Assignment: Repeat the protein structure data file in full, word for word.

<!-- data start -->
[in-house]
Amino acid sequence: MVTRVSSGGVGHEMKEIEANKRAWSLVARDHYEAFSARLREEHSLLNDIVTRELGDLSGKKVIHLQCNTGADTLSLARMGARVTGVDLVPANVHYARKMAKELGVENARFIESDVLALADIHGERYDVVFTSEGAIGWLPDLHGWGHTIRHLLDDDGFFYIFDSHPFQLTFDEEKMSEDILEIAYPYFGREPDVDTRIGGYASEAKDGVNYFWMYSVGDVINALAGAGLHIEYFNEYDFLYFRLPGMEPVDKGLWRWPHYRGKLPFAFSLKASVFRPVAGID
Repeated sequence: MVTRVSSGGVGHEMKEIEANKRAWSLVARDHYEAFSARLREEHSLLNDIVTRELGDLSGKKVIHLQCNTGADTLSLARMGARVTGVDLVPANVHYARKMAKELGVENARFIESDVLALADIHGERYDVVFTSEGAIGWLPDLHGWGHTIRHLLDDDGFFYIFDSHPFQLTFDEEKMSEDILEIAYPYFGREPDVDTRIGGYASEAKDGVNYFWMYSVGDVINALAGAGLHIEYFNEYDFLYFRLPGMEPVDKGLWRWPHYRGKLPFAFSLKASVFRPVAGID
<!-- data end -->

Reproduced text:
[in-house]
Amino acid sequence: MVTRVSSGGVGHEMKEIEANKRAWSLVARDHYEAFSARLREEHSLLNDIVTRELGDLSGKKVIHLQCNTGADTLSLARMGARVTGVDLVPANVHYARKMAKELGVENARFIESDVLALADIHGERYDVVFTSEGAIGWLPDLHGWGHTIRHLLDDDGFFYIFDSHPFQLTFDEEKMSEDILEIAYPYFGREPDVDTRIGGYASEAKDGVNYFWMYSVGDVINALAGAGLHIEYFNEYDFLYFRLPGMEPVDKGLWRWPHYRGKLPFAFSLKASVFRPVAGID
Repeated sequence: MVTRVSSGGVGHEMKEIEANKRAWSLVARDHYEAFSARLREEHSLLNDIVTRELGDLSGKKVIHLQCNTGADTLSLARMGARVTGVDLVPANVHYARKMAKELGVENARFIESDVLALADIHGERYDVVFTSEGAIGWLPDLHGWGHTIRHLLDDDGFFYIFDSHPFQLTFDEEKMSEDILEIAYPYFGREPDVDTRIGGYASEAKDGVNYFWMYSVGDVINALAGAGLHIEYFNEYDFLYFRLPGMEPVDKGLWRWPHYRGKLPFAFSLKASVFRPVAGID